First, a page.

Let’s just dive on in to this one; a few basic business management things that every freelancer should do, right this red hot second. Not rocket science, just things that are crucial to the survival of your business!
- Completely separate your business and personal finances. Even if you are not incorporated, open a separate checking account for your business to keep things clean. This also really facilitates recreating your accounting records if you ever need to.
- Have a reliable project and invoice tracking system. Post-it notes on the computer monitor work if you’re doing one translation job every two months. But when you start juggling multiple clients in a week or a day, you need a better system. Whether it’s Translation Office 3000 (not an affiliate link), a spreadsheet or even a whiteboard, make sure to have something in place.
- Buy a domain name and use it for your work e-mail. Your own domain name looks professional, and protects you against ever having to change your e-mail address again. You can also use whatever interface you want (i.e. Outlook, Gmail) to manage it.
- Put a percentage of every payment into a business savings account. I say “a percentage,” because it depends on your country and your tax bracket. But here in the US, let’s say at least 30% of every invoice if you just want to cover your taxes, and probably 40% if you also want to establish a paid vacation fund in order to pay yourself when you take time off. In a higher tax situation, say if you live in the European Union, you might be looking at more like 50% just to cover taxes and social charges. But the point being, don’t get caught short at tax time with no way to pay what you owe.
- Investigate retirement account options. Again, a little vague, but that’s on purpose. Put it this way: although one of the nice things about freelancing is that you can potentially work into your older years if you want or need to, don’t depend on that. I have an individual 401K through Charles Schwab that I’m quite happy with (and it has very high contribution limits, allowing you to put away a lot of money tax-free), but there are lots of other options out there: Roth IRAs, SEPs, etc.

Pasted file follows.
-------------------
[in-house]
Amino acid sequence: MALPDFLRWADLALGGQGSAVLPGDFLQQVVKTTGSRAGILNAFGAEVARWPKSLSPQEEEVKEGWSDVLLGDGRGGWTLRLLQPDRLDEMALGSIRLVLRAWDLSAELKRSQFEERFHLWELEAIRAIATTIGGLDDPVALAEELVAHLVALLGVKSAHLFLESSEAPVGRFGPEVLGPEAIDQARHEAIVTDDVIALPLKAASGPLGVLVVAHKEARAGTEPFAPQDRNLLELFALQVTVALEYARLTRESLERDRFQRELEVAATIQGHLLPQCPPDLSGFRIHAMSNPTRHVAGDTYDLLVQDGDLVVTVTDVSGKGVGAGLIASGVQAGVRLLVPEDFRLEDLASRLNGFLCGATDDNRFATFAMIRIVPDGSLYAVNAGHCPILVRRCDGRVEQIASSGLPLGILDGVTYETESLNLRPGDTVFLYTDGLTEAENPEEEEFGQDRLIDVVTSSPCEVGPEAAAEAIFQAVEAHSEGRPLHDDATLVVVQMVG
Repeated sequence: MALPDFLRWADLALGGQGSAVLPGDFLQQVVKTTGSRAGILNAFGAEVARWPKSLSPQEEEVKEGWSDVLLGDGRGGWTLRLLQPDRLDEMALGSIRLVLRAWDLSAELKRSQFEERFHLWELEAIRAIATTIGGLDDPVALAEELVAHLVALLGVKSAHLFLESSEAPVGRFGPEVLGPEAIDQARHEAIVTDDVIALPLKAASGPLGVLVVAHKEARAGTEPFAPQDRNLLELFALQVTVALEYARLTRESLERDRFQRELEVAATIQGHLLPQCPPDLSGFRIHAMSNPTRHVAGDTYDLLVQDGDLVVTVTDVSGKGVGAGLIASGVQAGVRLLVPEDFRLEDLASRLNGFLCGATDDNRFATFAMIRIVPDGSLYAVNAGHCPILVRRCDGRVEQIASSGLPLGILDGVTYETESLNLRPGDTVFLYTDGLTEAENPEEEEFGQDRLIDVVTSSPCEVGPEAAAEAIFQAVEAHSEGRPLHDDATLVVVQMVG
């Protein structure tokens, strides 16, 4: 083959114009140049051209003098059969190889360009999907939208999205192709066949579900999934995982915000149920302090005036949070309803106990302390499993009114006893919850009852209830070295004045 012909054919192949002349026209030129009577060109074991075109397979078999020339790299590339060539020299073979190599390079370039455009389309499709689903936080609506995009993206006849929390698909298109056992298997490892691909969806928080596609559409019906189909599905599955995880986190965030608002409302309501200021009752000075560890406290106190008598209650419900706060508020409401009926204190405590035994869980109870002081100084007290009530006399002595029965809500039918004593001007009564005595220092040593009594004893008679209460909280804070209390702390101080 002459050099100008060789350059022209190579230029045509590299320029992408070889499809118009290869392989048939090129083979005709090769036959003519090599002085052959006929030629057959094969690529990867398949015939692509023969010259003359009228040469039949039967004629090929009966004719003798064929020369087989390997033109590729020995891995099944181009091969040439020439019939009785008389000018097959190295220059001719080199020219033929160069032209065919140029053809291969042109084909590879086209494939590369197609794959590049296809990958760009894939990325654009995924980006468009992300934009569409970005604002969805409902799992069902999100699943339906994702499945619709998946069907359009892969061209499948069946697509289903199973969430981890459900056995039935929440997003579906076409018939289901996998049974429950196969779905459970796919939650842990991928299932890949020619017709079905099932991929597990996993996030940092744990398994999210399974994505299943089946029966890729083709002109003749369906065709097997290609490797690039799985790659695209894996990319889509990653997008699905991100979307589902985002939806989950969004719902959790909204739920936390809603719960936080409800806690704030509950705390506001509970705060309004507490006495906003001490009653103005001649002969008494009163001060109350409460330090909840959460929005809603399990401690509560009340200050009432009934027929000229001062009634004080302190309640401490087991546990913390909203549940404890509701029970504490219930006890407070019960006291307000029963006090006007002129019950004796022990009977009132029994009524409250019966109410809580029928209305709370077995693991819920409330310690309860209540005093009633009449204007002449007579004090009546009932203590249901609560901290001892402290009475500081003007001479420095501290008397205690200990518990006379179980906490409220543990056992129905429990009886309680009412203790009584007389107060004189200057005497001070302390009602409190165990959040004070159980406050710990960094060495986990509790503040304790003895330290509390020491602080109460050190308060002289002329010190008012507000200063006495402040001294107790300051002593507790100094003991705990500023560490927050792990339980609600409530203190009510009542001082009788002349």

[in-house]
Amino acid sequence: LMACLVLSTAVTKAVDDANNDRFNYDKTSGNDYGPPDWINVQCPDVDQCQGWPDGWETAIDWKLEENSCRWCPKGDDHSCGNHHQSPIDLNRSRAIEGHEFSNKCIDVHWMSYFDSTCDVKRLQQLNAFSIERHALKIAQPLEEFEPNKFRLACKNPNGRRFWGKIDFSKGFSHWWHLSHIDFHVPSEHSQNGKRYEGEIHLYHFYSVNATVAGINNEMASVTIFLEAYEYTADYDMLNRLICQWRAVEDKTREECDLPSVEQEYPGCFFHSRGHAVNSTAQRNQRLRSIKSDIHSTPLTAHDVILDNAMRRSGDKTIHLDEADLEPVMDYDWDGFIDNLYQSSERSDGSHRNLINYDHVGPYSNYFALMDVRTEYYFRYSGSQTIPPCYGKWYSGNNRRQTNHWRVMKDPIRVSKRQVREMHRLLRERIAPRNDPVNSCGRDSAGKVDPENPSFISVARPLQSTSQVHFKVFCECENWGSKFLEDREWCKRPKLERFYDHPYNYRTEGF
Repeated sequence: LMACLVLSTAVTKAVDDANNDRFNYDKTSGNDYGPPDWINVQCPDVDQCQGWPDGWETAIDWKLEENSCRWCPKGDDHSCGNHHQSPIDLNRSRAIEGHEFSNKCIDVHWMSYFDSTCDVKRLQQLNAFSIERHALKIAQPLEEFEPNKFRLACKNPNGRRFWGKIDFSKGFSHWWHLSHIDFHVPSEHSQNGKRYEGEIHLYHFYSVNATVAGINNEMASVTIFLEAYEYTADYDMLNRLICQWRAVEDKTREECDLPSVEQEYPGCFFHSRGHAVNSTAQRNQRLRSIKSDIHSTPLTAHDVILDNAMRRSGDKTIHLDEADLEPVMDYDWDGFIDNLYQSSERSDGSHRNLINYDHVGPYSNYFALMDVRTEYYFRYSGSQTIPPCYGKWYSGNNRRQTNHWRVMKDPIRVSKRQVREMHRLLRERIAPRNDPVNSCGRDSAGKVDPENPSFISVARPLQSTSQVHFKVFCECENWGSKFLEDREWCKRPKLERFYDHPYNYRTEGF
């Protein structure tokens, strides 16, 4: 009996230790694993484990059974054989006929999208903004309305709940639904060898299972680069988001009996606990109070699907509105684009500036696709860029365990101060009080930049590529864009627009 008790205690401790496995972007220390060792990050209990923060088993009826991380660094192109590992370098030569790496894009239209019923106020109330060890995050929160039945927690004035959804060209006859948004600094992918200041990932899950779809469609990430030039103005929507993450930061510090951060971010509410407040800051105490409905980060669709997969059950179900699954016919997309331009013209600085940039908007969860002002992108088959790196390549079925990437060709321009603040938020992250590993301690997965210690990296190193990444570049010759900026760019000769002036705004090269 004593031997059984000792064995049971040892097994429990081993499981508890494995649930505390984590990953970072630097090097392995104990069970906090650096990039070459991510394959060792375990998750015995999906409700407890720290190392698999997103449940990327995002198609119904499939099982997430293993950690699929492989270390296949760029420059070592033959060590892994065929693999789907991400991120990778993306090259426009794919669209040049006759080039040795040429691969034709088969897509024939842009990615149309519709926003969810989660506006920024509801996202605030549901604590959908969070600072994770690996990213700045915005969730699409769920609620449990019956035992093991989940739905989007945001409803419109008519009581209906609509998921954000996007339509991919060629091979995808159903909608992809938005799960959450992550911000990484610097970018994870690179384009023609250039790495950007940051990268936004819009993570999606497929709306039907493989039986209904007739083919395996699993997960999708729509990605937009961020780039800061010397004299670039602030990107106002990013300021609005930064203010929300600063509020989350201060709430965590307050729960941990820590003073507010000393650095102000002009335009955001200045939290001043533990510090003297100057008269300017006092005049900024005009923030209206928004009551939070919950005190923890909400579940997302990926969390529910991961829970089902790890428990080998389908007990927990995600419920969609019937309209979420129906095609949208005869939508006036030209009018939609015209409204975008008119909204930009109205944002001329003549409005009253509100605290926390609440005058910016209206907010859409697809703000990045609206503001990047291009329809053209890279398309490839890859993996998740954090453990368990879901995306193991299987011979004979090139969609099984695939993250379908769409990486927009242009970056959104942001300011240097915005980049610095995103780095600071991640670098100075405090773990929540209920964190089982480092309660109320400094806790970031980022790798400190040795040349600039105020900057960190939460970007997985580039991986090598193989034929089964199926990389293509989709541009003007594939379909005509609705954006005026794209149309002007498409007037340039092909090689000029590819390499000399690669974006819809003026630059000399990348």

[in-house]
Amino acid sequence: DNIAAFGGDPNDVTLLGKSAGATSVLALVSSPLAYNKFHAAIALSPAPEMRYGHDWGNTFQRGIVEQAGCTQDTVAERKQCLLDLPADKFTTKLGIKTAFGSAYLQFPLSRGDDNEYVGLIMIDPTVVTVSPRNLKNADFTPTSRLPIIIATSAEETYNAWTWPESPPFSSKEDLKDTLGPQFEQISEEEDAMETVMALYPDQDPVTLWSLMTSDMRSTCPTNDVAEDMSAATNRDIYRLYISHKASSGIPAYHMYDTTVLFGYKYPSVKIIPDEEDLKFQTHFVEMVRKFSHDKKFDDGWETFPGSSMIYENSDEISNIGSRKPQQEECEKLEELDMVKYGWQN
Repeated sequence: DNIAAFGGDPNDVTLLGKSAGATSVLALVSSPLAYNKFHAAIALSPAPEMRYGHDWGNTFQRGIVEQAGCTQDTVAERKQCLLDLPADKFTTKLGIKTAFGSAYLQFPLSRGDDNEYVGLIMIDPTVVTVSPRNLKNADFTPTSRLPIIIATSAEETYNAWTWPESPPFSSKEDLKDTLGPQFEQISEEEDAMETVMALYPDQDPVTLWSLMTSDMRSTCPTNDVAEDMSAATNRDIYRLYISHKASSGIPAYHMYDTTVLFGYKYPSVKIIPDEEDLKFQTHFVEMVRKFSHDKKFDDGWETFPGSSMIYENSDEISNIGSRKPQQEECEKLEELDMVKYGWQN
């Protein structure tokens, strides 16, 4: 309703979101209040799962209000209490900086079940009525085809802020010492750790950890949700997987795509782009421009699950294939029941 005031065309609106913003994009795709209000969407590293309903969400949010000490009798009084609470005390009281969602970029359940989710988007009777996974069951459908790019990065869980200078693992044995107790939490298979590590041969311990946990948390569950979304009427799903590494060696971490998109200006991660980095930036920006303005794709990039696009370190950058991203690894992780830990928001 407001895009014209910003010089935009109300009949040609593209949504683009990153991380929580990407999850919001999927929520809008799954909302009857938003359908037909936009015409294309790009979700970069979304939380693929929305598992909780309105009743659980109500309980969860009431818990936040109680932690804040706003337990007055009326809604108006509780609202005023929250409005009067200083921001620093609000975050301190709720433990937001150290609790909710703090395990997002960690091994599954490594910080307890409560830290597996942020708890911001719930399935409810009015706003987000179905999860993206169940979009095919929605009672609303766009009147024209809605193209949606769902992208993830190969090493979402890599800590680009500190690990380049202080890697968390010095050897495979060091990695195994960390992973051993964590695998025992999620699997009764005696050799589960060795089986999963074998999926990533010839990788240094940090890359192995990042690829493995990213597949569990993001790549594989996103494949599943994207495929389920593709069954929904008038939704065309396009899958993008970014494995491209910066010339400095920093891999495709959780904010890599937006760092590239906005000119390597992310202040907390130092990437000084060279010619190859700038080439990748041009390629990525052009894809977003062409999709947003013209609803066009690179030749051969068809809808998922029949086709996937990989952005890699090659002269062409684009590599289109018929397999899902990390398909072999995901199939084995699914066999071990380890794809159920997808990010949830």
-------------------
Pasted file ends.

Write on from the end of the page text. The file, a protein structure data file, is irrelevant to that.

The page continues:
- Investigate whether it’s worth incorporating. If you live in the US and are a sole proprietor (non-incorporated self-employed person), self-employment tax is a big hit. Essentially, you pay some taxes as if you are the employER and the employEE. Incorporating can allow you to legally avoid paying self-employment tax on some of your income, and can also give you some liability protection. Downside: having to file payroll taxes and a separate tax return for the corporation, depending on the corporate structure that you use.
- Use a professional e-mail signature. An e-mail signature (the few lines of text that get pasted at the bottom of every e-mail you send) is a very basic marketing tool, and also helps people know who you are. Here’s mine:–
Corinne McKay, CT
ATA-certified French to English translator
http://www.translatewrite.com (professional site)
Even if you have a very basic signature, like “English to Japanese translator,” it’s worthwhile. But overdoing it can be worse than nothing: the original convention was 4 lines, and I’ve clearly broken that rule, but definitely do not double the length of a typical e-mail with your signature.
Any other basic tips out there?